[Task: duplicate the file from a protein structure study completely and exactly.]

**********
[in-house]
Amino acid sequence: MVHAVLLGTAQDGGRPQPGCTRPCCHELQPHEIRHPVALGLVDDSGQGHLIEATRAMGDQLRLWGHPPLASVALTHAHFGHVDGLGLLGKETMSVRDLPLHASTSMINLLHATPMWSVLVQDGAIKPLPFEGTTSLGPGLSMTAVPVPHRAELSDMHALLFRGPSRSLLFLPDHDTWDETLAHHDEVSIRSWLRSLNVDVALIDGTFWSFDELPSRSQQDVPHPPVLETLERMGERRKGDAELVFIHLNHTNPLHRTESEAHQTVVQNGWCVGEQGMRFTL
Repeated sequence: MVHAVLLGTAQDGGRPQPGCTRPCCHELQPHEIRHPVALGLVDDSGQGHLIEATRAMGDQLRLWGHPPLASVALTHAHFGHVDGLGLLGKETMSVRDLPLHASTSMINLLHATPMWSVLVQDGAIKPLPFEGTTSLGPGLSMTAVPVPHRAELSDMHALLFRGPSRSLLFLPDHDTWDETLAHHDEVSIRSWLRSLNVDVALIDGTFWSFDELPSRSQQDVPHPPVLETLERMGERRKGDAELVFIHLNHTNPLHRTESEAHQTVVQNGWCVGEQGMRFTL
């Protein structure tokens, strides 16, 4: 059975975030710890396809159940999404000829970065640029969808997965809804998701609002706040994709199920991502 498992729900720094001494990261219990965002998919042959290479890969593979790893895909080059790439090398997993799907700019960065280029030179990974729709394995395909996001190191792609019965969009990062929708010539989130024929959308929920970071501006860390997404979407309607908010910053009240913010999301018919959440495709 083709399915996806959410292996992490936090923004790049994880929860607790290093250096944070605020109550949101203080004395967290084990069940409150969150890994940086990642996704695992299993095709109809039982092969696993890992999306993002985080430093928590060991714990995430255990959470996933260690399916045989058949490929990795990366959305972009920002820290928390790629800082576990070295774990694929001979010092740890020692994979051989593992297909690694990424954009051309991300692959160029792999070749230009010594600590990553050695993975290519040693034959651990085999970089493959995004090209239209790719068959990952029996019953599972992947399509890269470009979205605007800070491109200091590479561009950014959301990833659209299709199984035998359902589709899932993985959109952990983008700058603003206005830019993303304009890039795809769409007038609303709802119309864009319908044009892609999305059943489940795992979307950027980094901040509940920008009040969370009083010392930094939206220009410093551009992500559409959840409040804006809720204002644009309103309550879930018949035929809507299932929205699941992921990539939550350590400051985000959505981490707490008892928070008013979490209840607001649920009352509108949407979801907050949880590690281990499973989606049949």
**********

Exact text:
[in-house]
Amino acid sequence: MVHAVLLGTAQDGGRPQPGCTRPCCHELQPHEIRHPVALGLVDDSGQGHLIEATRAMGDQLRLWGHPPLASVALTHAHFGHVDGLGLLGKETMSVRDLPLHASTSMINLLHATPMWSVLVQDGAIKPLPFEGTTSLGPGLSMTAVPVPHRAELSDMHALLFRGPSRSLLFLPDHDTWDETLAHHDEVSIRSWLRSLNVDVALIDGTFWSFDELPSRSQQDVPHPPVLETLERMGERRKGDAELVFIHLNHTNPLHRTESEAHQTVVQNGWCVGEQGMRFTL
Repeated sequence: MVHAVLLGTAQDGGRPQPGCTRPCCHELQPHEIRHPVALGLVDDSGQGHLIEATRAMGDQLRLWGHPPLASVALTHAHFGHVDGLGLLGKETMSVRDLPLHASTSMINLLHATPMWSVLVQDGAIKPLPFEGTTSLGPGLSMTAVPVPHRAELSDMHALLFRGPSRSLLFLPDHDTWDETLAHHDEVSIRSWLRSLNVDVALIDGTFWSFDELPSRSQQDVPHPPVLETLERMGERRKGDAELVFIHLNHTNPLHRTESEAHQTVVQNGWCVGEQGMRFTL
């Protein structure tokens, strides 16, 4: 059975975030710890396809159940999404000829970065640029969808997965809804998701609002706040994709199920991502 498992729900720094001494990261219990965002998919042959290479890969593979790893895909080059790439090398997993799907700019960065280029030179990974729709394995395909996001190191792609019965969009990062929708010539989130024929959308929920970071501006860390997404979407309607908010910053009240913010999301018919959440495709 083709399915996806959410292996992490936090923004790049994880929860607790290093250096944070605020109550949101203080004395967290084990069940409150969150890994940086990642996704695992299993095709109809039982092969696993890992999306993002985080430093928590060991714990995430255990959470996933260690399916045989058949490929990795990366959305972009920002820290928390790629800082576990070295774990694929001979010092740890020692994979051989593992297909690694990424954009051309991300692959160029792999070749230009010594600590990553050695993975290519040693034959651990085999970089493959995004090209239209790719068959990952029996019953599972992947399509890269470009979205605007800070491109200091590479561009950014959301990833659209299709199984035998359902589709899932993985959109952990983008700058603003206005830019993303304009890039795809769409007038609303709802119309864009319908044009892609999305059943489940795992979307950027980094901040509940920008009040969370009083010392930094939206220009410093551009992500559409959840409040804006809720204002644009309103309550879930018949035929809507299932929205699941992921990539939550350590400051985000959505981490707490008892928070008013979490209840607001649920009352509108949407979801907050949880590690281990499973989606049949």